Woman taking pain killers and thinking about her hearing.

When you have pain, you may reach for aspirin or ibuprofen without much thought, but new studies have demonstrated risks you should be aware of.

You’ll want to think about the risks to your hearing that many over-the-counter and prescription pain medication pose before you choose to use them. Astonishingly, younger men may be at greater risk.

What The Research Says About Hearing Loss And Pain Killers

A thorough, 30-year collaborative study was carried out among researchers from esteemed universities like Harvard, Brigham Young, and Vanderbilt. The researchers asked 27,000 individuals between the ages of 40 and 74, to complete a biennial survey that included numerous lifestyle and health questions.

Because the questionnaire was so diverse, researchers were unsure of what they would find. After analyzing the data, they were surprised to find a strong connection between loss of hearing and over-the-counter pain relievers.

They also faced a more surprising realization. Men 50 or younger were approximately two times as likely to have hearing loss if they routinely used acetaminophen. People who regularly used aspirin had a 50% chance of suffering from hearing loss. And those who used NSAIDs (ibuprofen, naproxen) had a 61% chance of getting lasting hearing loss.

Another surprising thing that was discovered was that high doses used once in a while were not as bad for your hearing as low doses taken frequently.

It’s important to mention this connection, but it doesn’t definitively demonstrate whether the pain relievers actually caused the hearing loss. More studies are required to prove causation. But these discoveries are persuasive enough that we ought to reconsider how we’re utilizing pain relievers.

Current Theories About The Connection Between Pain Relievers And Hearing Loss

Scientists have several conceivable theories as to why pain relievers might cause hearing damage.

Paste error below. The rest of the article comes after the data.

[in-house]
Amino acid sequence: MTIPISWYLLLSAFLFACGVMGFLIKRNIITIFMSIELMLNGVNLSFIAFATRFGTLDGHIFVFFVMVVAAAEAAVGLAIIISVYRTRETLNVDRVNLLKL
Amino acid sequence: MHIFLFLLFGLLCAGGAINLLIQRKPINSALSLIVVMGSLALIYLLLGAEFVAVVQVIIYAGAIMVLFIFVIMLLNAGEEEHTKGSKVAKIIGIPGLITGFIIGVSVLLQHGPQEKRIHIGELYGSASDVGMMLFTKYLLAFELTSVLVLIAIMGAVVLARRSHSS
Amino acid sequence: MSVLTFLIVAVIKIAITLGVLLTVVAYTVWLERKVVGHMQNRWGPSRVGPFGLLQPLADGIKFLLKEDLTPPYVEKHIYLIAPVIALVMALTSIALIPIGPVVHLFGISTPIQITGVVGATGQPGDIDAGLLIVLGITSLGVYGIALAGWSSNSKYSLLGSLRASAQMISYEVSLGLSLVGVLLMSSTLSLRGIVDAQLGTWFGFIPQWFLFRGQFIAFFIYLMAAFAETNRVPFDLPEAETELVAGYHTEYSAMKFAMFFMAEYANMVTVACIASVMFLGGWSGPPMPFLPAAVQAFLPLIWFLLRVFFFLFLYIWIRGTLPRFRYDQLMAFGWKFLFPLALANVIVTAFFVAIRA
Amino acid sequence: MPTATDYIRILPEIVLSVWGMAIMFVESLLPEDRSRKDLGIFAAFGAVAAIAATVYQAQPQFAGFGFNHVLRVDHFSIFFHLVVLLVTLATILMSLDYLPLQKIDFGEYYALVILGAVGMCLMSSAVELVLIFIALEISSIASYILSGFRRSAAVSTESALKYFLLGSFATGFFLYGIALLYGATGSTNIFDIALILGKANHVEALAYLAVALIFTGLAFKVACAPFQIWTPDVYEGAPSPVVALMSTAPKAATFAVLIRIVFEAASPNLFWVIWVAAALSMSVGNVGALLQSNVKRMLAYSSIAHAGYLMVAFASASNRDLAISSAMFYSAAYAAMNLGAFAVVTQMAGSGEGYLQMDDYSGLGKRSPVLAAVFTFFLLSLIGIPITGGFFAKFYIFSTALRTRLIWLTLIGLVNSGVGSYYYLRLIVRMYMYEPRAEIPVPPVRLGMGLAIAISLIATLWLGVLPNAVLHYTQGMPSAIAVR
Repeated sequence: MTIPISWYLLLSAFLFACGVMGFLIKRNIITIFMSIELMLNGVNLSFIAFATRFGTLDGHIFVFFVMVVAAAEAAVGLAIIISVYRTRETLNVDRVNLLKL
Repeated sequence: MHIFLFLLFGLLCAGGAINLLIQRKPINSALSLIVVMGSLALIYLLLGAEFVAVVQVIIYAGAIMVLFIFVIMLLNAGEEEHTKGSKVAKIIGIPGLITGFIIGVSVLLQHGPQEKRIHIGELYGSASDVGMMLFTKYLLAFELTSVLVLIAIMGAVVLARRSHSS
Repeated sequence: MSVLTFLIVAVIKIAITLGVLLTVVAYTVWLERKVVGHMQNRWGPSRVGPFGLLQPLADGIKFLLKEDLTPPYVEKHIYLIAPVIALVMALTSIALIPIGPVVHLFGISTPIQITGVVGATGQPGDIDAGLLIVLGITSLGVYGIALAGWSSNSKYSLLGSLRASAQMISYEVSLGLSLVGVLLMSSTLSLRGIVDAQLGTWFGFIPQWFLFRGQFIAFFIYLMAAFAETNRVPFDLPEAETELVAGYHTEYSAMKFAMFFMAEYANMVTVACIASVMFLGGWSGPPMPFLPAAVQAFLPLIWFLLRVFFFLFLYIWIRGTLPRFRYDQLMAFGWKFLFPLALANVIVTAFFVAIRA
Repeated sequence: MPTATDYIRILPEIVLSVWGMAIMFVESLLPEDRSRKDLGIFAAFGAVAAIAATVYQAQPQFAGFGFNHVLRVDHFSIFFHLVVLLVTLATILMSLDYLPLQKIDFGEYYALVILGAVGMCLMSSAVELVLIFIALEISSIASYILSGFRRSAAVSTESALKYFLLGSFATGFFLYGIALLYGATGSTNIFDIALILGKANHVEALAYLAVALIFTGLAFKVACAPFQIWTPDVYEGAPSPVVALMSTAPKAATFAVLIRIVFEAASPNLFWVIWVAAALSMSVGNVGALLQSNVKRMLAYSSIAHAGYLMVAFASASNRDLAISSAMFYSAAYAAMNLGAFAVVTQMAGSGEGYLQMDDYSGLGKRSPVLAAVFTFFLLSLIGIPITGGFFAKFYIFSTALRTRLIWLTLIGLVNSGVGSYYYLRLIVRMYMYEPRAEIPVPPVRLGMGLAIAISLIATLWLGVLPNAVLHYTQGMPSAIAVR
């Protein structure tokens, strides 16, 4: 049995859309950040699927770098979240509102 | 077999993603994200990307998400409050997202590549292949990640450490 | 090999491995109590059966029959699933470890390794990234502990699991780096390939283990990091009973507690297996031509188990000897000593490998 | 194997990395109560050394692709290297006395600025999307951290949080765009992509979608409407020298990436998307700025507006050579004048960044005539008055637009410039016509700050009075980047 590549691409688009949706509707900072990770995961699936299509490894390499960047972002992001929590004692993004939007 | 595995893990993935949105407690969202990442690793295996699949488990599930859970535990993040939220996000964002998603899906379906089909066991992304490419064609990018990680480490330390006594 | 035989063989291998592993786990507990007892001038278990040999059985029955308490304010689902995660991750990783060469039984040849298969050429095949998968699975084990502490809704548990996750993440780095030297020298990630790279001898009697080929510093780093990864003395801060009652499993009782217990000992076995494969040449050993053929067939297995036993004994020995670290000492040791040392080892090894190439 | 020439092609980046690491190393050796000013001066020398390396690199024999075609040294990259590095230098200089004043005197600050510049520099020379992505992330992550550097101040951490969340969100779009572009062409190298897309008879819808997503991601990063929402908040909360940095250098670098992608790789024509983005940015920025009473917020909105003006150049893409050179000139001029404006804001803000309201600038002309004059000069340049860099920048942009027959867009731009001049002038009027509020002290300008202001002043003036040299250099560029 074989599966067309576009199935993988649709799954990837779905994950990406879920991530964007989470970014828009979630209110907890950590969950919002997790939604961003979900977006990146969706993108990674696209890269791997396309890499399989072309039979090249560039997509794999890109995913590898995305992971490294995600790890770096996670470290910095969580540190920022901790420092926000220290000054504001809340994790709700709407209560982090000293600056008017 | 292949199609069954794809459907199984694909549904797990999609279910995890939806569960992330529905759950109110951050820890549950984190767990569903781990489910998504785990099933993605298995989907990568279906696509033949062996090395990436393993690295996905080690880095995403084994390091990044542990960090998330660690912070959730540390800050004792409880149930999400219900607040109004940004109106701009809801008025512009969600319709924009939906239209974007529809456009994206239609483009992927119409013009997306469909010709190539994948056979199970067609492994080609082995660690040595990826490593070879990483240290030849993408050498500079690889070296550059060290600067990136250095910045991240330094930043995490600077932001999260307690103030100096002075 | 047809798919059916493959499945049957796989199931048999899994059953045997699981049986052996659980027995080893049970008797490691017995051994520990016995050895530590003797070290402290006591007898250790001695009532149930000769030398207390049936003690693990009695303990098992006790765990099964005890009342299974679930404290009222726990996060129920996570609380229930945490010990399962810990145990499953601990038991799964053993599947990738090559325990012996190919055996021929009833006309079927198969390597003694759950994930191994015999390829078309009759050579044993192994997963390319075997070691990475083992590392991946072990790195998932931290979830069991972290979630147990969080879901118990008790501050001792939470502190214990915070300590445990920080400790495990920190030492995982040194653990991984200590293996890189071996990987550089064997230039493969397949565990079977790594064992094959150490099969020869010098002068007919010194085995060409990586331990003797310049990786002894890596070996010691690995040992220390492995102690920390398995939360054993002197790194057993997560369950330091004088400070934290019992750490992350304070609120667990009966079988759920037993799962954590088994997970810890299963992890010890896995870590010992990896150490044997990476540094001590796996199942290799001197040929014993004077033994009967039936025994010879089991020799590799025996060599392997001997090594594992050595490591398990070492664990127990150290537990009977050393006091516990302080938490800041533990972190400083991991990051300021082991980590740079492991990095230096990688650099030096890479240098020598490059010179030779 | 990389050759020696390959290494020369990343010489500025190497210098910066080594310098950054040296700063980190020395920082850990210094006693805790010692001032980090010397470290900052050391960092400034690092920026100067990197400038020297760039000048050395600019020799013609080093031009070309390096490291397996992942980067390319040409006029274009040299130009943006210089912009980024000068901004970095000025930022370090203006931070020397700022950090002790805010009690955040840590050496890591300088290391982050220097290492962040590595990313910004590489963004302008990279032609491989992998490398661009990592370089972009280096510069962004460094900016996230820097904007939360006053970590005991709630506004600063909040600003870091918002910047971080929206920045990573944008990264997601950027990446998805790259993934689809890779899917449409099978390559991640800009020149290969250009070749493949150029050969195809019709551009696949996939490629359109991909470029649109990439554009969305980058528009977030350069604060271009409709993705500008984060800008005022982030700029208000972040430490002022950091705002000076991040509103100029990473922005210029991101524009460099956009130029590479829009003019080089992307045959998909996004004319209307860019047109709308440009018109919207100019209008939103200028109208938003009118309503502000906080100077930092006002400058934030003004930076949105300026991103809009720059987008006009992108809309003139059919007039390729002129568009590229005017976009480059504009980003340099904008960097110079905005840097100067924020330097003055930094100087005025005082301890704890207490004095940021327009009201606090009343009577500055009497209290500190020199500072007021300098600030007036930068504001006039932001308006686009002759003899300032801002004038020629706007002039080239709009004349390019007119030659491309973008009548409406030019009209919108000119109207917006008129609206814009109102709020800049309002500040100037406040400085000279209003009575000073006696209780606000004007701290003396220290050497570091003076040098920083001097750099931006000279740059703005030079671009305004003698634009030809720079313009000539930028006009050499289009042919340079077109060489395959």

Your nerves convey the sensation of pain to your brain. Over-the-counter pain relievers work by reducing the flow of blood to particular nerves. You then feel decreased pain as the normal pain signals are blocked.

There may also be a decrease of blood flow to the inner ear according to researchers. This blood carries vital oxygen and nutrients. Cells will die from malnourishment if this blood flow is decreased for prolonged periods.

Also, there’s a particular protein that guards the inner ear from loud noises and it seems as if acetaminophen, in particular, might block this.

What You Can do?

Perhaps the biggest point to keep in mind is that men under 50 were more likely to suffer hearing impairment from pain relievers. This confirms that hearing loss doesn’t just impact the elderly. But as you get older, if you take the right steps you will have a better chance of preserving your hearing.

While we aren’t implying that you entirely stop using pain relievers, you should acknowledge that there may be unfavorable repercussions. Take pain relievers as prescribed and reduce how often you take them if possible.

If you can discover alternative solutions you should consider them as a first option. It would also be a smart idea to increase the Omega-3 fat in your diet and reduce foods that cause inflammation. Reduced pain and better blood flow have been demonstrated to come from these practices.

Lastly, is an appointment to see us each year to get your hearing tested. Don’t forget, hearing tests are for individuals of all ages. If you’re under 50, now is the time to start speaking with us about eliminating additional hearing loss.

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